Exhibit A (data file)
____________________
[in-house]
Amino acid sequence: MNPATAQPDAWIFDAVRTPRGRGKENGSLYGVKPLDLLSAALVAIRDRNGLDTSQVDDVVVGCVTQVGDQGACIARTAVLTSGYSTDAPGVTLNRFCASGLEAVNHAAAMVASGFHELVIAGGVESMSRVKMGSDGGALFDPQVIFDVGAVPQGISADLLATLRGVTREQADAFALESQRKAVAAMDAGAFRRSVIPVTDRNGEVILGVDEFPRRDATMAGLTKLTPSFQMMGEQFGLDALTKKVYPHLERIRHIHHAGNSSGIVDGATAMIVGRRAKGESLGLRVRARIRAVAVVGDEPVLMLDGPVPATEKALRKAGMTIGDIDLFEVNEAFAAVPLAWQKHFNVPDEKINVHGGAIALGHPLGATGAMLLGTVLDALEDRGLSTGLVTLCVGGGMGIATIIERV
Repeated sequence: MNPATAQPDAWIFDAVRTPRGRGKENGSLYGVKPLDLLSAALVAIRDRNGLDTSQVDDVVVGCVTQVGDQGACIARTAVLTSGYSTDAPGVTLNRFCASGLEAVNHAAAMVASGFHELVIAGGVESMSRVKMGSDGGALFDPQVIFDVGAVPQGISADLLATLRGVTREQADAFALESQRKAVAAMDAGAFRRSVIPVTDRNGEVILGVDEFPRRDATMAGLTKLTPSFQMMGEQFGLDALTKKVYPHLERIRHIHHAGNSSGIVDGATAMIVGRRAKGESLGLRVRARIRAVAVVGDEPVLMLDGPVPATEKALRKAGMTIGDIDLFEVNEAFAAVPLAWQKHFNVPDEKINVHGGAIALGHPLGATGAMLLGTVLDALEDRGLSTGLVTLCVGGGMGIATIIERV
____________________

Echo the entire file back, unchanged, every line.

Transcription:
[in-house]
Amino acid sequence: MNPATAQPDAWIFDAVRTPRGRGKENGSLYGVKPLDLLSAALVAIRDRNGLDTSQVDDVVVGCVTQVGDQGACIARTAVLTSGYSTDAPGVTLNRFCASGLEAVNHAAAMVASGFHELVIAGGVESMSRVKMGSDGGALFDPQVIFDVGAVPQGISADLLATLRGVTREQADAFALESQRKAVAAMDAGAFRRSVIPVTDRNGEVILGVDEFPRRDATMAGLTKLTPSFQMMGEQFGLDALTKKVYPHLERIRHIHHAGNSSGIVDGATAMIVGRRAKGESLGLRVRARIRAVAVVGDEPVLMLDGPVPATEKALRKAGMTIGDIDLFEVNEAFAAVPLAWQKHFNVPDEKINVHGGAIALGHPLGATGAMLLGTVLDALEDRGLSTGLVTLCVGGGMGIATIIERV
Repeated sequence: MNPATAQPDAWIFDAVRTPRGRGKENGSLYGVKPLDLLSAALVAIRDRNGLDTSQVDDVVVGCVTQVGDQGACIARTAVLTSGYSTDAPGVTLNRFCASGLEAVNHAAAMVASGFHELVIAGGVESMSRVKMGSDGGALFDPQVIFDVGAVPQGISADLLATLRGVTREQADAFALESQRKAVAAMDAGAFRRSVIPVTDRNGEVILGVDEFPRRDATMAGLTKLTPSFQMMGEQFGLDALTKKVYPHLERIRHIHHAGNSSGIVDGATAMIVGRRAKGESLGLRVRARIRAVAVVGDEPVLMLDGPVPATEKALRKAGMTIGDIDLFEVNEAFAAVPLAWQKHFNVPDEKINVHGGAIALGHPLGATGAMLLGTVLDALEDRGLSTGLVTLCVGGGMGIATIIERV